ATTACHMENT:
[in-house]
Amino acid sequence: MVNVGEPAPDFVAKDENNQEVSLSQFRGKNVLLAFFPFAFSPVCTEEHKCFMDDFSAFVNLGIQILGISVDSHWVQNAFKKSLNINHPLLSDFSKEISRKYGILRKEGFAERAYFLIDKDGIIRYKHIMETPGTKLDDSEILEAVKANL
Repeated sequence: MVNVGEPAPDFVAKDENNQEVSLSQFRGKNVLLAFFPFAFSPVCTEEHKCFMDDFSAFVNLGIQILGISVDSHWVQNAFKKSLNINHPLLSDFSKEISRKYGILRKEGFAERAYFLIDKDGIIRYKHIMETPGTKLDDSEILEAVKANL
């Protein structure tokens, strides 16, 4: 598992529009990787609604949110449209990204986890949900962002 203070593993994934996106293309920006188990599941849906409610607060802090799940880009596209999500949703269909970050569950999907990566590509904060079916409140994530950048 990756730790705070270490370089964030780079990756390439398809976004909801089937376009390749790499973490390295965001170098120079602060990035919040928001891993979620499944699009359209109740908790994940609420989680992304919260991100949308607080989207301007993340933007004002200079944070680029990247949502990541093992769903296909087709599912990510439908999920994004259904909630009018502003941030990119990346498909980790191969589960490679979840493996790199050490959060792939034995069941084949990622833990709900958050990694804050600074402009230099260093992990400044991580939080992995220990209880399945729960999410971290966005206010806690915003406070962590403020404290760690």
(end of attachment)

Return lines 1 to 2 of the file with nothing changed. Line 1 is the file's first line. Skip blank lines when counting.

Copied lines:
[in-house]
Amino acid sequence: MVNVGEPAPDFVAKDENNQEVSLSQFRGKNVLLAFFPFAFSPVCTEEHKCFMDDFSAFVNLGIQILGISVDSHWVQNAFKKSLNINHPLLSDFSKEISRKYGILRKEGFAERAYFLIDKDGIIRYKHIMETPGTKLDDSEILEAVKANL